People are getting restive for change in design in the new era of political, social and economic thinking. The slick, safe corporate approach is no longer cutting it for some of the sharpest minds and they are looking to return to the edgy uncertainty that underpins some of the greatest creative outcomes.
Earlier this year, Fray founder Simon Waterfall urged creatives to put themselves ’at risk’ as they regroup post-recession. ’Just get out there and do it,’ he counsels, without fear of the consequences. Interaction designer Simon ’Sanky’ Sankarayya, meanwhile, took over the D&AD presidency this week with the aim of broadening out an organisation that has been perceived to be a bit elitist and ad-based into a more caring, helpful force in the creative industries. He believes in doing things that help people rather than just for the glory of it.
Over at the Royal Society of Arts, design director Emily Campbell is spearheading a campaign to debate and address design in its widest sense, including co-creation, and its role in effecting social change. The Design Council is likewise tackling big, seemingly unfathomable issues like climate change through design. And then there is the generation of students bent on making a real difference on the global stage, not necessarily through designing artefacts, but by challenging public perception and changing systems rather than merely boosting lifestyles.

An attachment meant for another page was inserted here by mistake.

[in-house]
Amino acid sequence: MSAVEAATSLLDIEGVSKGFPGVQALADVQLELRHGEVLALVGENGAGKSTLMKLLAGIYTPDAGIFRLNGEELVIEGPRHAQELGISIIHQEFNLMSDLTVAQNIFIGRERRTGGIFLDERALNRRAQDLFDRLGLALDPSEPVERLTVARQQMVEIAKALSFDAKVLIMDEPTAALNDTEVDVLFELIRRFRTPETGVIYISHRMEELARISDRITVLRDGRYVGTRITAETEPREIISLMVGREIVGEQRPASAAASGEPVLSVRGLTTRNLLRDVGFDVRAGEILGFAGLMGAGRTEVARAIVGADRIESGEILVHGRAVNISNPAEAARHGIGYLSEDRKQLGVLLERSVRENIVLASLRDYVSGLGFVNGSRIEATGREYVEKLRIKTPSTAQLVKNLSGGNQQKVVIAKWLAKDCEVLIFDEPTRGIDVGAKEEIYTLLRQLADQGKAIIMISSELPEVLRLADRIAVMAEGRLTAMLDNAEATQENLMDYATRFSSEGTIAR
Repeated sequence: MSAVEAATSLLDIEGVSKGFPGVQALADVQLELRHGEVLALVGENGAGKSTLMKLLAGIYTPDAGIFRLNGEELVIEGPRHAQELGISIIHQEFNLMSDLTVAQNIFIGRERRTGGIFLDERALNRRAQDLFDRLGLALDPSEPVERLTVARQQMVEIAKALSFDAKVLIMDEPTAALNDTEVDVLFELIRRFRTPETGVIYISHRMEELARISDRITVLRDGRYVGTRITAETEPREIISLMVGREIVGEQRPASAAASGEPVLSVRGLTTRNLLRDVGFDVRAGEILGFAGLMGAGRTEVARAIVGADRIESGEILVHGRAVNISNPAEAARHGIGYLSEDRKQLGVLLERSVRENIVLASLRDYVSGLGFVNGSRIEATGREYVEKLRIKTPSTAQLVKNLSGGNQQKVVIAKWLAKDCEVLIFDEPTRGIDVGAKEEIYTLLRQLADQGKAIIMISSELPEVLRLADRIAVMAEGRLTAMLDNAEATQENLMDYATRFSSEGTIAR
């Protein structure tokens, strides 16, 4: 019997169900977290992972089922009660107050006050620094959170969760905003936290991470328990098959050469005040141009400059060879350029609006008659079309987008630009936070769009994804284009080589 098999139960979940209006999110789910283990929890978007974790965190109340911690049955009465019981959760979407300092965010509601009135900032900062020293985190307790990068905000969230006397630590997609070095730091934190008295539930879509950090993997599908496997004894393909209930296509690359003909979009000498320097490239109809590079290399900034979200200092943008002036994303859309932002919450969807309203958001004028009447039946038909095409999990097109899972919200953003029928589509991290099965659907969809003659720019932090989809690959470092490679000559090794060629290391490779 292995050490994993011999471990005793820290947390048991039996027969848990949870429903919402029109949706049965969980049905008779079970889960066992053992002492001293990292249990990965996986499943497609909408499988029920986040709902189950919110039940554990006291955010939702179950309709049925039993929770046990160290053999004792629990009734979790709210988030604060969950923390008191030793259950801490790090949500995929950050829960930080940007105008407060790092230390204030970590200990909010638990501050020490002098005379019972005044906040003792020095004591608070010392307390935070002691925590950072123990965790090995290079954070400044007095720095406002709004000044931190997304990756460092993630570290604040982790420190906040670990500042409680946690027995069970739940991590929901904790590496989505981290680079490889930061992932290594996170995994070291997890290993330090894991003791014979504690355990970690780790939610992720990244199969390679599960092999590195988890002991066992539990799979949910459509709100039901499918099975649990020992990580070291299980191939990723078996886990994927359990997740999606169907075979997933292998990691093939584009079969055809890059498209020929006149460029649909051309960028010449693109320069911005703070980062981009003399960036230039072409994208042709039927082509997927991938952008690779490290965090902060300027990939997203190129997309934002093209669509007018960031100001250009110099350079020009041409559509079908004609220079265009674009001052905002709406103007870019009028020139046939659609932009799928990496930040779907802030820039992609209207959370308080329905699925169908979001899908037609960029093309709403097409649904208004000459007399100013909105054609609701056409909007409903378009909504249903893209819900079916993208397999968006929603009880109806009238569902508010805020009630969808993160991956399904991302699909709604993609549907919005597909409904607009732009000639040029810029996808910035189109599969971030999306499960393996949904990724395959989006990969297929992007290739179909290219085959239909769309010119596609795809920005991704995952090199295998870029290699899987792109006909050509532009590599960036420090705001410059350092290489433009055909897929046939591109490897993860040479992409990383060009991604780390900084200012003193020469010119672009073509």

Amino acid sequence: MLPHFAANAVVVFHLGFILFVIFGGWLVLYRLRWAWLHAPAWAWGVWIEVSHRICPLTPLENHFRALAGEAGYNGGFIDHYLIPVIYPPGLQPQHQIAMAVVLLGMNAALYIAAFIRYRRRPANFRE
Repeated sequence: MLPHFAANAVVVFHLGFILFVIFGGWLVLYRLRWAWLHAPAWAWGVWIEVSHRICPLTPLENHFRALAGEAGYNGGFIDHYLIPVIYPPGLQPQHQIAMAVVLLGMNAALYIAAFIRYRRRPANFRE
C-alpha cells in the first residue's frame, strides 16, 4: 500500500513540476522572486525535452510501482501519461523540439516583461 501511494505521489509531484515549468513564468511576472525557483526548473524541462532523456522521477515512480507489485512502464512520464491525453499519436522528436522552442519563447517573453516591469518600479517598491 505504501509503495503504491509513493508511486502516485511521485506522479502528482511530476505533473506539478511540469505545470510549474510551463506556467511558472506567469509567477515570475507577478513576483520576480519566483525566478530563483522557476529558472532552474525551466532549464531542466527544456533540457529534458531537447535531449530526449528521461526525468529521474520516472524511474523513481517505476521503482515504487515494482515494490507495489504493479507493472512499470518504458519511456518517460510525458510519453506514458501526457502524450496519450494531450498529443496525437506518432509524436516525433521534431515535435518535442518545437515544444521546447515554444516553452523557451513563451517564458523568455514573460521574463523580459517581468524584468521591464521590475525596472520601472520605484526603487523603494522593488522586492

Add to this the motivation behind Neville Brody’s Anti Design Festival and the impressive array of creative ’names’ he has assembled in the process and you see a major move to challenge the status quo. Brody is looking to encourage designers to put themselves out there, explore the boundaries of creativity and be prepared to fail in the bid to make things better.
As Brody says, as a nation we have subscribed to the Thatcherite doctrine of success at all costs for decades. But that world is crumbling around us and a new order emerging. Fortunately for the creative community, the focus is shifting not just to design and innovation as a way of moving forward, but to digital technologies and a world where experimentation is key.
It is okay to fail again as long as we learn by that failure and harness the outcomes to make the end-result better than it might otherwise have been. It’s a question of attitude.
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